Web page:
New book examines race and violence in America through the lens of Trayvon Martin's killing
With the nation still reeling from the fatal police shooting of unarmed black teenager Michael Brown in Ferguson, Missouri and the ongoing protests the incident has sparked, CounterPunch Books has released an anthology examining American violence against people of color through the lens of the 2012 shooting death of unarmed black teen Trayvon Martin in Sanford, Florida by neighborhood watch volunteer George Zimmerman, who was ultimately acquitted of second-degree murder and manslaughter charges.
"Killing Trayvons: An Anthology of American Violence" includes contributions from Cornel West and Amy Goodman, Patricia Williams, Vijay Prashad, Thandisizwe Chimurenga, and Alexis Pauline Gumbs. It also includes an essay by Facing South publisher Chris Kromm titled "The New Vigilantes," about the so-called "shoot first" lobby that pressed for laws like the one that allowed Zimmerman to walk free after shooting Martin.
According to the editors' description, the book "explores why Trayvon's name and George Zimmerman's not guilty verdict symbolized all the grieving, the injustice, the profiling and free passes based on white privilege and police power: the long list of Trayvons known and unknown."
"Killing Trayvons" was edited by Kevin Alexander Gray, a civil rights organizer in South Carolina and author of "Waiting for Lightning to Strike: The Fundamentals of Black Politics;" Jeffrey St. Clair, editor of the online political journal CounterPunch; and JoAnn Wypijewski, who regularly writes for CounterPunch and The Nation. They explain the title in the introduction:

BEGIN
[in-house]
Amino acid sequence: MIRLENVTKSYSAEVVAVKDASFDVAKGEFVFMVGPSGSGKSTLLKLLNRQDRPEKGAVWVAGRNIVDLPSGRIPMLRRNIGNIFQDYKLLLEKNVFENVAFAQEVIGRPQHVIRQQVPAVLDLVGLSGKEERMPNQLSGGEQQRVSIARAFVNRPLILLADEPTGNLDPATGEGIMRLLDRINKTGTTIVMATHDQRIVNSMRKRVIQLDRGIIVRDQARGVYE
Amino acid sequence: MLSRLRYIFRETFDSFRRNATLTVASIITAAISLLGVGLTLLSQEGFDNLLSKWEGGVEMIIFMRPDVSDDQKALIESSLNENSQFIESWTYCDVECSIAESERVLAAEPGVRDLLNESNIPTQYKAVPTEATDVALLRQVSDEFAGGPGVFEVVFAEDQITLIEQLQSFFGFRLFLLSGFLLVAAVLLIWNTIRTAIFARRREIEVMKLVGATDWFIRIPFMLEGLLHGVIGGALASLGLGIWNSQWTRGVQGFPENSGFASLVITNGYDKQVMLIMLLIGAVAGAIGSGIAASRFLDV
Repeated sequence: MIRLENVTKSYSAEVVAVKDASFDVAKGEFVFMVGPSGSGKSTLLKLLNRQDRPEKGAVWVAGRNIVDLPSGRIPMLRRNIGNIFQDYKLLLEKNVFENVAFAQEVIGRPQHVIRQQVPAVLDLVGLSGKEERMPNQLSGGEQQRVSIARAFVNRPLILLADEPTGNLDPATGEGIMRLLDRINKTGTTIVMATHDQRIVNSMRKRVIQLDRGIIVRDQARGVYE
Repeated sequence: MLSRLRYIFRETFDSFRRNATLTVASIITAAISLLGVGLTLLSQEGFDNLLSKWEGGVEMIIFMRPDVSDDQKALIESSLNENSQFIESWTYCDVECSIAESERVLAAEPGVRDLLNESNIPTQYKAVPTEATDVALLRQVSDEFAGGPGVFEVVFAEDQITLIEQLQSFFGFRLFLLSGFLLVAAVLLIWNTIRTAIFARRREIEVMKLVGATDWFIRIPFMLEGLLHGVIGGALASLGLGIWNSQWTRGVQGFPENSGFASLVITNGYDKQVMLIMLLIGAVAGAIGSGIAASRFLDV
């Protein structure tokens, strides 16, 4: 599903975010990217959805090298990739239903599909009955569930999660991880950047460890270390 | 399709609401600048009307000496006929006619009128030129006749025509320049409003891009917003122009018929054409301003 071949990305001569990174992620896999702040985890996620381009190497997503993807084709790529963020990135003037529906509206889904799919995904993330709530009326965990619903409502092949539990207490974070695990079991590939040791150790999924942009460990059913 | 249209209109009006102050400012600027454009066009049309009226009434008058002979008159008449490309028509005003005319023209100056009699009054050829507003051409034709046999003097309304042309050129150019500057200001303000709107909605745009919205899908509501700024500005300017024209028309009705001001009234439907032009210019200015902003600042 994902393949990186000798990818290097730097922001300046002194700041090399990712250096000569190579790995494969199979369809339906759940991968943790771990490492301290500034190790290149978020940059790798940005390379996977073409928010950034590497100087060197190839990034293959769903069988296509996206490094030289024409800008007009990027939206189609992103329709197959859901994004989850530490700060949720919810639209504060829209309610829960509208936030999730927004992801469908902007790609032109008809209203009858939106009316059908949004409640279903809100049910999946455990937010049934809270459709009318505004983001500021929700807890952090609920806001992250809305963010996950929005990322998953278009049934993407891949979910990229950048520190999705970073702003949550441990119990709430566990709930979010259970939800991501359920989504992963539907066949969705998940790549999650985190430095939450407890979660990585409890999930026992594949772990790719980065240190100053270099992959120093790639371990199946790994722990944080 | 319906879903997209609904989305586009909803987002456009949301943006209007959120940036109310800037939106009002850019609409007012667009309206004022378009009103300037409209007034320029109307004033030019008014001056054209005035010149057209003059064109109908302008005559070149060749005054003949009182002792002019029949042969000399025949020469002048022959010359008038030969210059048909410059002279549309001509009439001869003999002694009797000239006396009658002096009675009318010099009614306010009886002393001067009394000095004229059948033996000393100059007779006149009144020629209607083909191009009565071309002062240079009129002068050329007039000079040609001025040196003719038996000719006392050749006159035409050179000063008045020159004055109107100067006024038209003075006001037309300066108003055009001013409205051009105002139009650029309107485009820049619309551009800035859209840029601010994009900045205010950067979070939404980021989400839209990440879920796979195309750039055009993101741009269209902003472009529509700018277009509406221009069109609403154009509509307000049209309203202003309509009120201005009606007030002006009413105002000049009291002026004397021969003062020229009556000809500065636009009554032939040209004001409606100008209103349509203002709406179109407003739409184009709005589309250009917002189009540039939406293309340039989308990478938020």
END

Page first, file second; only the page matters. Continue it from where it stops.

We titled this book Killing Trayvons because although Martin's profiling and death received extraordinary attention, they were crushingly ordinary, not only for black and brown youth in the suburbs and city streets of America but in the browner nations of the world, where the US, its clients and proxies stand their ground, claim self-defense, take preventive or pre-emptive action -- the verbal sleights-of-hand are many -- to deadly effect. As we finalized our work, the title became more grimly apt with each day's news. Those acknowledged here hardly exhaust the body count.
Indeed, the book went to press shortly after Brown was shot in Ferguson -- a incident the introduction acknowledges:
Brown was black, 18, unarmed and, from witness accounts, shot multiple times while his hands were in the air. Police say they have received death threats. They seem surprised. They made Ferguson a battleground before a single window shattered or fire burned, pathetic acts of indignation next to murder, armored commandos with high-powered weapons and full military gear. Whether this ends in pacification or in blood, in this moment police light up the night with stun grenades and tear gas lobbed at a crowd standing with hands up. Snipers point guns at civilians from rooftops. The FAA has made the St. Louis suburb a no fly zone. "We care about who killed Michael Brown. We don't care about Afghanistan," a youth told reporters soon after the shooting, but those are sides of the same coin. Another black man is dead. There is no peace.
For more information about the book and to order a copy, click here.